Team SK‘s Christine Burris and Bob Burnett show ‘em how it’s done
Taking a sea kayak into a coastal impact zone is like a fabulous game of chess. Your body becomes one with blade and boat, responding to the swell and its pathway through the rocks to create what some call flow. This flow in a potentially hazardous environment is a product of training. At Rogue Wave Adventures we often have requests to “sign me up” for Coastal Impact Zone courses. Often we have to say no. We don’t advocate the practice of crash and burn. Instead we provide the tools necessary to enter that environment with a greater degree of safety. We offer a series of courses to take students step by step through the skills needed to get to that level.
The first course for those who like to paddle but have not had much structured training is Boat Control. In this class we focus on Rotation, Body Boat Connection, Edging, Bracing, and maneuvering strokes such stern draws, draws on the move, bow rudders and active bow draws. (Some students with beyond basic training can enter the Coastal Impact Zone series without this class.)
The second in this series is Advanced Strokes. This course features additional strokes including a blended series which are then drilled against and between obstacles such as docks pilings and the instructor. Although not all students need to take boat control, Advanced Strokes is a prerequisite for Advanced Strokes Applied, which in turn is a requirement for the three day Coastal Impact Zone.
The next step in this series is Advanced Strokes Applied. It is a favorite, often filled with “ah ha” moments. We take students who have completed the previous course and had time to practice and drill these maneuvers. Before entering the ASA classroom we provide free two hour skill sessions for alumni Tuesdays in Seattle and Wednesdays in Gig Harbor to provide time to drill with a coach. In this way by the time we put students in a more aggressive environment we know their skill set. Once in an impact zone we can dictate the selection of features accordingly.
There are some who need to find a place of comfort and stability in unstable conditions. The best way to gain comfort in waves is through immersion. Surf Zone Basics is an introductory course. It begins with instructors standing beside the students in reform waves to assist them in responding via body and boat without a paddle. By the end of this class students are side surfing and learning to remain upright and in control in aggressive conditions.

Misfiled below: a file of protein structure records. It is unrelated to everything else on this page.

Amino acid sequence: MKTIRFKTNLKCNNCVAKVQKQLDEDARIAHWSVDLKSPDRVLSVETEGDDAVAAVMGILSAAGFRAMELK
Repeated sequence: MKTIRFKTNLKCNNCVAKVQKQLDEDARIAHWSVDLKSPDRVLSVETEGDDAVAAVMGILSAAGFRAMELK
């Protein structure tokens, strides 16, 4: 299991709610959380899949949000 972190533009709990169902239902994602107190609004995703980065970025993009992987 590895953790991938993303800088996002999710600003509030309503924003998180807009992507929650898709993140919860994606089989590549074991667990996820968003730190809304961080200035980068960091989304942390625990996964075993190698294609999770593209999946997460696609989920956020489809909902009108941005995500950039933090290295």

The follow up to Surf Zone Basics and another prerequisite to Impact Zone Survival is Surf Zone Total Control. This class covers holding position, two person surf rescues, self rescues in surf, in general, the skills needed to safely get in and out of a beach through surf in a sea kayak.
After completing Advanced Strokes Applied and Surf Zone Total Control, Students are qualified to take the Impact Zone Survival course. This three day training on the Pacific Coast provides students who are competent in surf swell and impact to advance their skills in engaging coastal impact zones. Students learn how to identify boomer fields from a chart and on the water. They learn to recognize various types of beaches and assess their potential for safe to severe landing hazards. They practice rescues in rocks with aggressive swell/ impact and learn to paddle as a team. They practice risk assessment and learn protocols, selecting challenges and features that will not place team members at unnecessary risk. This class is where Bob Burnett’s years in protective service come in to play. The constant reminder of “360 degrees of awareness!”; never allowing a moment of inattentive paddling, creates a degree of safety that stems from self reliance- forcing individuals to bring complete attention to their environment and their team.
Although the classes described above are in no way the limit of what RWA offers, they are ones which require prerequisites. Next weekend we are again offering the Impact Zone Survival Course. This class is not yet full but we are assured of the skills of the students enrolled and thus it will be as always, amazing. For those who do not live in the Pacific North West there are remarkable coaches all along the Pacific and Atlantic Coast who provide similar instruction. If you are at all interested in finding flow within your paddle, boat and body at that place where the ocean meets the shore, I encourage you to seek out great instruction in your area.
by Christine Burris